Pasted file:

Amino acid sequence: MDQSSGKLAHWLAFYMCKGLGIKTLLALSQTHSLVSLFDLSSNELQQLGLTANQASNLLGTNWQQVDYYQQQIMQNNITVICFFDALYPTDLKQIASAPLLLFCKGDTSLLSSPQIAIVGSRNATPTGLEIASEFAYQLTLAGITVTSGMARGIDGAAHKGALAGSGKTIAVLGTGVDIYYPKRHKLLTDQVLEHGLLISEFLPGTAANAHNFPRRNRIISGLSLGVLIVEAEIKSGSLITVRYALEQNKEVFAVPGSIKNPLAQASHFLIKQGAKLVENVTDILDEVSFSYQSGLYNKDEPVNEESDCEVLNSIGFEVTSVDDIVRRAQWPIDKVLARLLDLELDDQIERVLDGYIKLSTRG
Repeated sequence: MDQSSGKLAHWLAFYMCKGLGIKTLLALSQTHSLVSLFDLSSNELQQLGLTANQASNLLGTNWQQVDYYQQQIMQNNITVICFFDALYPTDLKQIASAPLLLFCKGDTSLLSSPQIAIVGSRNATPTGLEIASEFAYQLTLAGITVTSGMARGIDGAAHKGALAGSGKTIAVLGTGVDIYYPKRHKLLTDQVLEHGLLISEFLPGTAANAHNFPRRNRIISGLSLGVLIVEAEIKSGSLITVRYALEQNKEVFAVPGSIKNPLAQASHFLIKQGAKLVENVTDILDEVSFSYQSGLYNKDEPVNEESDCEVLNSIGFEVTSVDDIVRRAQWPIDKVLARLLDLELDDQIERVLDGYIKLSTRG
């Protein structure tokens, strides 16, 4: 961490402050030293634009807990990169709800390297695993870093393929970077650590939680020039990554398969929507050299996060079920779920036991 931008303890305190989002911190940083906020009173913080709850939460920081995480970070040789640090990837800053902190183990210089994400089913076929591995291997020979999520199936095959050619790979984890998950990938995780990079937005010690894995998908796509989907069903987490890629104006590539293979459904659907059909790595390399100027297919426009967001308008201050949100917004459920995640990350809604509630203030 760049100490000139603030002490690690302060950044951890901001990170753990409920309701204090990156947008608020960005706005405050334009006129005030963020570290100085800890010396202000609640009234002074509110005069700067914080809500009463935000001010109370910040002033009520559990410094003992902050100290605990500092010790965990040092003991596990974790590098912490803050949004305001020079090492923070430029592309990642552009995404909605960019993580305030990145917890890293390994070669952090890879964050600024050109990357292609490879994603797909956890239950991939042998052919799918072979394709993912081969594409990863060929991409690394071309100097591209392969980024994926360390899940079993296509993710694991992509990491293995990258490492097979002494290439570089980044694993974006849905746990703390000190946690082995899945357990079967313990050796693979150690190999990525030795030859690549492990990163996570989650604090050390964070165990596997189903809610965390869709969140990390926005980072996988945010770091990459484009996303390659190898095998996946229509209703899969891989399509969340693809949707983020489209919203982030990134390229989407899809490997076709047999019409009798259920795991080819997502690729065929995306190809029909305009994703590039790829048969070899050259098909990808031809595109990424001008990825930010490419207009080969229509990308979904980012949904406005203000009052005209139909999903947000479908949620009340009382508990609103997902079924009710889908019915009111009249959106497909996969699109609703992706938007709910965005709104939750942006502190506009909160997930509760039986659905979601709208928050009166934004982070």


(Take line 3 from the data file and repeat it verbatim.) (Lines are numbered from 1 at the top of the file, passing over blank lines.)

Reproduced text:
């Protein structure tokens, strides 16, 4: 961490402050030293634009807990990169709800390297695993870093393929970077650590939680020039990554398969929507050299996060079920779920036991 931008303890305190989002911190940083906020009173913080709850939460920081995480970070040789640090990837800053902190183990210089994400089913076929591995291997020979999520199936095959050619790979984890998950990938995780990079937005010690894995998908796509989907069903987490890629104006590539293979459904659907059909790595390399100027297919426009967001308008201050949100917004459920995640990350809604509630203030 760049100490000139603030002490690690302060950044951890901001990170753990409920309701204090990156947008608020960005706005405050334009006129005030963020570290100085800890010396202000609640009234002074509110005069700067914080809500009463935000001010109370910040002033009520559990410094003992902050100290605990500092010790965990040092003991596990974790590098912490803050949004305001020079090492923070430029592309990642552009995404909605960019993580305030990145917890890293390994070669952090890879964050600024050109990357292609490879994603797909956890239950991939042998052919799918072979394709993912081969594409990863060929991409690394071309100097591209392969980024994926360390899940079993296509993710694991992509990491293995990258490492097979002494290439570089980044694993974006849905746990703390000190946690082995899945357990079967313990050796693979150690190999990525030795030859690549492990990163996570989650604090050390964070165990596997189903809610965390869709969140990390926005980072996988945010770091990459484009996303390659190898095998996946229509209703899969891989399509969340693809949707983020489209919203982030990134390229989407899809490997076709047999019409009798259920795991080819997502690729065929995306190809029909305009994703590039790829048969070899050259098909990808031809595109990424001008990825930010490419207009080969229509990308979904980012949904406005203000009052005209139909999903947000479908949620009340009382508990609103997902079924009710889908019915009111009249959106497909996969699109609703992706938007709910965005709104939750942006502190506009909160997930509760039986659905979601709208928050009166934004982070």